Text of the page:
The remainder of the scafiold may be set up in the usual way by providing spaced vertical supports 25 which are secured to the ends of the ledgers in any conventional way, such as by nailing. When a plurality of such ledgers have been attached to a wall surface and are supported at their outer ends in the manner indicated in conjunction with conventional horizontal and diagonal braces (not shown) nailed to the vertical supports to eliminate lengthwise movement of the scaffold, they will provide a very secure supportin means for the conventional runners (not shown) extending across adjacent ledgers to support the workmen.

The device greatly simplifies the dismantling of the scaffolding. Having first removed the usual platform runners and horizontal and diagonal braces, the uprights 25 may next be knocked free of ledgers 20. Brackets, with ledgers 20 connected thereto, may be next tipped upwardly to bring the heads of nails 22 into registry with the circular openings of bayonet slots I! in flange I4, whereupon brackets 10 may be lifted clear to permit the driving home of nails 22 as a permanent part of the structure formed by siding 23 and studs 2d. Nails 2! may then be withdrawn to permit separation, if desired, of ledgers 20 and brackets H].

In Figure 4 there is shown a modification of the subject matter of Figure 1 consisting in providing an extension of the connecting portion l3 of the U-shaped member at the end adjacent the flange I 3, which extension 21 is bent downwardly at right angles to the plane of the portion l3 and slotted as at 28 to receive a nail shank. This modification involves added precaution against any tendency of the bracket ID to twist under unusual strains put upon the scaffolding as a whole. It will be appreciated, however, that it the bracket I0 is formed of sheet metal of sufficient thickness and strength to support the weights usually encountered, there would be little tendency of the bracket to twist and hence extension 21 is not regarded as indispensable.

One of the virtues of my invention is the fact that in its use it is not necessary to cut or fit the wooden members with which it is used. It is useful as a supplemental means with those wooden members normally used in scaifold construction.

It will be appreciated that the principle of the invention may be employed in forms other than those illustrated herein, and hence I desire full protection according to the scope of the appended claims.

The invention claimed is:

l. A scafiold ledger support comprising an open ended channeled member having sides and an integral bottom portion connecting the sides adapted to receive a wooden member, a plurality of axially registered apertures in the sides of the member, the apertures in one of the sides being substantially larger in diameter than those in the opposite side, whereby nails may be driven through the sides and a wooden member supported by the channeled member by entering the smaller holes in the sides without the necessity of absolutely centering the nails with respect to the larger holes, a flange bent outwardly at an angle from the edge of one of the sides of the channeled member, a plurality of bayonet type slots in said flange, and a slotted projection on the bottom portion bent downwardly therefrom at substantially a right angle thereto.

2. A scaffold ledger support formed from a onepiece blank comprising an open-ended U-shaped member adapted to receive a wooden member, a flange bent outwardly at a right angle from the edge of one of the legs of the U-shaped member for attachment of the device to a wall surface, nail holes in one of the legs of the member, nail holes in the opposite leg of the member of greater diameter than those in the first-mentioned leg but in axial registry therewith whereby nails driven through the aligned holes and a wooden member supported by the U-shaped member may enter the smaller holes without the necessity of absolutely centering the nails with respect to the larger holes, and a plurality of bayonet type slots in the said flange.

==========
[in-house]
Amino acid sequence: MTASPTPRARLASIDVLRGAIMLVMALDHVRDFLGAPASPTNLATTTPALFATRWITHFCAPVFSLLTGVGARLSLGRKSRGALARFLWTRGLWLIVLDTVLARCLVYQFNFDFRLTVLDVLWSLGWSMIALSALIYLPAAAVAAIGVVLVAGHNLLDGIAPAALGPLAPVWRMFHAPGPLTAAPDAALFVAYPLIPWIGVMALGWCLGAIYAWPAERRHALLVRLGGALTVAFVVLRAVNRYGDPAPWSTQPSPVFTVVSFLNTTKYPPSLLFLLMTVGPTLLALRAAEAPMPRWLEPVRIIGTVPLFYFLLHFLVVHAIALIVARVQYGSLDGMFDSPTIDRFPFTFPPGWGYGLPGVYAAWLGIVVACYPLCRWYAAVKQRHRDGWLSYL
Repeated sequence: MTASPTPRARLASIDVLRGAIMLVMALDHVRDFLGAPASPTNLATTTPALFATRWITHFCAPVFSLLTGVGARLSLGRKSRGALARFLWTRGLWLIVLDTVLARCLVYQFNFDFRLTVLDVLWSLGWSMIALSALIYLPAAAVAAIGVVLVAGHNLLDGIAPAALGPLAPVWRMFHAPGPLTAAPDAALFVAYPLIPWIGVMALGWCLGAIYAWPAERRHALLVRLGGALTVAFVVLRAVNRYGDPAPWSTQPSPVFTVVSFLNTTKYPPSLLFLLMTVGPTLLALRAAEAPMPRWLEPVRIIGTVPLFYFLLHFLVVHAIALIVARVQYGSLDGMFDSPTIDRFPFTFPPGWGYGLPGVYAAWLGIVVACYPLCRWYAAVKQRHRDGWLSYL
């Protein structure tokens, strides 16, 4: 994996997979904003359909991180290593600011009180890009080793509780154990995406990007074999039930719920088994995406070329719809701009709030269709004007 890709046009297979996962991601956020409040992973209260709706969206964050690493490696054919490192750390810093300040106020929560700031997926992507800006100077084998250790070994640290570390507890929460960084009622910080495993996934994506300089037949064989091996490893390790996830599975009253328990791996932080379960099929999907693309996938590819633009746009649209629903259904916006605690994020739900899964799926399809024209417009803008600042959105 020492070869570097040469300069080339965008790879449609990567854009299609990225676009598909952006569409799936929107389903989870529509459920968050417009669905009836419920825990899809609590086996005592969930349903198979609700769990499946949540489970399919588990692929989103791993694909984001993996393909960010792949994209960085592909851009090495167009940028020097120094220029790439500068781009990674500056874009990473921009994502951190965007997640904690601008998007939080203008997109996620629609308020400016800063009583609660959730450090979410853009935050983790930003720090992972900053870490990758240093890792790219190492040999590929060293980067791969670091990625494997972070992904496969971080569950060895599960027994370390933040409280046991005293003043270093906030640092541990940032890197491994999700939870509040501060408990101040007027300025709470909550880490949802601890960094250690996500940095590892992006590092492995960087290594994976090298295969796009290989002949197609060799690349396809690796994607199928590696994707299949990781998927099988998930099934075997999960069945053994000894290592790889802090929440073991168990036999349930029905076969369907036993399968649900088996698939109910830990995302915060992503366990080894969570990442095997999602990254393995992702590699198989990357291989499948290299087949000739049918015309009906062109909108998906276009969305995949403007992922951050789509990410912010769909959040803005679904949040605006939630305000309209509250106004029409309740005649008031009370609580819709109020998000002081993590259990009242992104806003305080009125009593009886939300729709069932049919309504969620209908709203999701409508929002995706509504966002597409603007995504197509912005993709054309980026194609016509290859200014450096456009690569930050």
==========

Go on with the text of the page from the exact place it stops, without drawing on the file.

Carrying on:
Referenced by
Citing PatentFiling datePublication dateApplicantTitle
US2911690 *Dec 18, 1956Nov 10, 1959Carol Sanford ArthurHanger strap
US3143219 *May 3, 1962Aug 4, 1964Aldrich Alvan CCeiling board jack
US3318460 *Jul 1, 1965May 9, 1967Becker Kenneth FGarment-hanger bar
US3432134 *Jan 23, 1967Mar 11, 1969Forschmidt SamuelShelf bracket
US3563578 *Mar 19, 1969Feb 16, 1971Goodyear Aerospace CorpPanel joint
US3835958 *Jul 31, 1973Sep 17, 1974Hegele APortable step and a stand for use in hunting wildlife including the same
US3836270 *Dec 18, 1972Sep 17, 1974Chambers JFramework connector
US3849012 *Oct 24, 1973Nov 19, 1974Krouse TBuilding structure fastener
US3858837 *Dec 21, 1972Jan 7, 1975William C MerrittConstruction bracket
US4074811 *Oct 15, 1975Feb 21, 1978Filak Andrew MMulti-level knock-down framework structure for supporting a plurality of objects
US4144683 *Jul 5, 1977Mar 20, 1979Spiral-CraftBracket assembly
US4294177 *Nov 14, 1977Oct 13, 1981Nicholson James ASupport bracket and open shelving assembly
US5060426 *Apr 18, 1986Oct 29, 1991Hypertat CorporationBuilding structure
US5257766 *Nov 13, 1991Nov 2, 1993Henry RibletDeveloped blank layout angle bracket
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US6161824 *May 8, 1998Dec 19, 2000Gustavson; Ido H.Wallboard installation facilitating tool
US7360627 *Jul 12, 2002Apr 22, 2008Loyd ScottSupport bracket securable to an upwardly extending wall stud
US20040007423 *Jul 12, 2002Jan 15, 2004Loyd ScottSupport bracket securable to an upwardly extending wall stud
US20050035340 *Aug 10, 2004Feb 17, 2005Otte Donald R.Protective railing mounting arrangement
US20060175130 *Feb 9, 2006Aug 10, 2006Riley D PHanging scaffold support bracket
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U.S. Classification248/248, 182/82, 403/353
International ClassificationE04G17/02
Cooperative ClassificationE04G17/02
European ClassificationE04G17/02